Fearful of choppy reports from a Silicon Valley bank in early March, many customers panicked and pulled out their money, causing the biggest bank failure since the 2007-2008 financial crisis. The problem – investors and customers have lost confidence in the bank, which proves that the perception of a bank’s reliability can greatly affect its success.
Investors tend to respond negatively to the volatility of companies’ performance. To alleviate investor concerns, when some banks get very high income, they sometimes delay reporting that amount until a later date when the income is down. In most cases, this practice is perfectly legal and is known in the industry as “income smoothing”.
A new study at the University of Missouri shows that the frequency with which banks participate in an income facility can be reduced with government guarantees — or a government-guaranteed subsidy in the event that a bank needs help ensuring that every customer has access to their money. For the study, Felipe Bastos Gurgel Silva, an assistant professor at the Robert J. Trulask College, analyzed the reports of several European banks during two historical instances when the amount of government support fluctuated.
“The banking sector will never function without government guarantees,” Silva said. “It helps banks prepare for extreme situations. And we found that as a result, banks feel less pressure to create an artificial perception of performance consistency in their public reporting.”
Silva and a team of researchers, including Manuela Dantas, assistant professor at California State University-Northridge, and Ken Merkley, professor at Indiana University, analyzed several reported numbers, including loan-loss provisions and advance earnings. Because government guarantees cannot be random as is often the case in biotechnology trials, the researchers analyzed two cases where government guarantees changed due to “external” factors not related to the individual banking sectors of their study. Specifically, the authors analyzed the increase in implicit government guarantees resulting from the creation of the eurozone and the elimination of explicit government guarantees given to Landesbanken, a group of large state-owned banks in Germany.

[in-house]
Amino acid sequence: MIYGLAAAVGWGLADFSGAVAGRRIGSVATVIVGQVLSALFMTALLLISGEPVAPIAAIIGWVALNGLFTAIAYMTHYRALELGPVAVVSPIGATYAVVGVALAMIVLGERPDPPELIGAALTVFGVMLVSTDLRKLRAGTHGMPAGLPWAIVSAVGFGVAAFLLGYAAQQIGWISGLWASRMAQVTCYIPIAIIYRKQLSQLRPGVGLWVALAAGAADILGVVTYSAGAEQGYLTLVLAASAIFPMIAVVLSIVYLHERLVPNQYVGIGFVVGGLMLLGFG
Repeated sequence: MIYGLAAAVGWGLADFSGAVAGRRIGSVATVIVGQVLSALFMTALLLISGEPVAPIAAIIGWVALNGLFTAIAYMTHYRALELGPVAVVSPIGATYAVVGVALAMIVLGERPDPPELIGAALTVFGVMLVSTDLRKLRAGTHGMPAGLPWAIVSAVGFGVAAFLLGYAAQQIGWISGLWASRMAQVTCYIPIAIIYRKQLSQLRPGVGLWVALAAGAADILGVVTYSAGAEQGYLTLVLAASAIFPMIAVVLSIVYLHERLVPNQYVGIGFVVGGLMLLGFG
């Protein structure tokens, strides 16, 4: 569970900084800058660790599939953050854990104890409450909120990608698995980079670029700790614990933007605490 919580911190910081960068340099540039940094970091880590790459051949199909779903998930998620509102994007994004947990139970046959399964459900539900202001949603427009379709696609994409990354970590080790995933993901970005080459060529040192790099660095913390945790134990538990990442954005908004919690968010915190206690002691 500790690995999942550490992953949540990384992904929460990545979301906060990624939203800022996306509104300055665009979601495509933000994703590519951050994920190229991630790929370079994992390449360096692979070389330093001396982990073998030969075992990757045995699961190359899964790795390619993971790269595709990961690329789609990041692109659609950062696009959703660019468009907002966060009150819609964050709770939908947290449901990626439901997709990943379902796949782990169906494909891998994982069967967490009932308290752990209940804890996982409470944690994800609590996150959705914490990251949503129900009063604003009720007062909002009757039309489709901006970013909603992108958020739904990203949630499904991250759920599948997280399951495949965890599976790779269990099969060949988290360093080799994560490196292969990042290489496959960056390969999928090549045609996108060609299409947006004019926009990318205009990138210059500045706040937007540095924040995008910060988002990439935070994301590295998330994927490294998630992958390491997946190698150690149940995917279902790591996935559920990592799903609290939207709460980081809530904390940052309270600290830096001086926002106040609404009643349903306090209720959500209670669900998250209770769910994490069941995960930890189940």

The creation of the eurozone in 1999 occurred for geopolitical reasons. However, the creation of a monetary union and the European Central Bank as lender of last resort increased tacit government guarantees to banks headquartered in the first countries that formed the eurozone. Conversely, express guarantees at Landesbanken were revoked in 2005 because other banks in Germany complained that such guarantees violated the terms of the EU Treaty.
“While our study of the creation of the eurozone does not prove a causal relationship, we show that the findings can be applied to many banks, not just the ones studied,” he said. And while the results for Landesbanken may not be applicable to other banks, we were able to find a causal relationship between government guarantees and income adjustment. Together, the fact that we are studying two complementary settings and that the results between the two are directionally consistent gives us a nice sense of how this affects These guarantees are on banks all over the world.”
While income smoothing adds to the overall amount of public reporting manipulation, Silva said there are pros and cons about this trend. He noted that if the reports are generally smoother, it boosts the overall amount of investors in the market, which could have a positive impact on the economy. However, he said previous research also shows that it may be beneficial to limit the total amount of income facilitation that occurs once to help reduce manipulation overall.
“There is previous research, done by people here at the University of Missouri, that shows that accounting manipulation can be an indicator of an upcoming recession,” Silva said. “Income smoothing is a form of accounting manipulation. Although it is not necessarily done with the intent to manipulate investors’ perceptions, many would argue that it is still a form of distortion.”
Manuela M. Dantas et al., Government Guarantees and Bank Income Facilitation, Journal of Financial Services Research (2023). DOI: 10.1007/s10693-023-00398-3
the quote: How Government Guarantees Give Bank Customers Peace of Mind and Keep Banks Open (2023, May 16), Retrieved May 16, 2023 from https://phys.org/news/2023-05-banking-customers-peace-mind-banks .html
This document is subject to copyright. Apart from any fair dealing for the purpose of private study or research, no part may be reproduced without written permission. The content is provided for informational purposes only.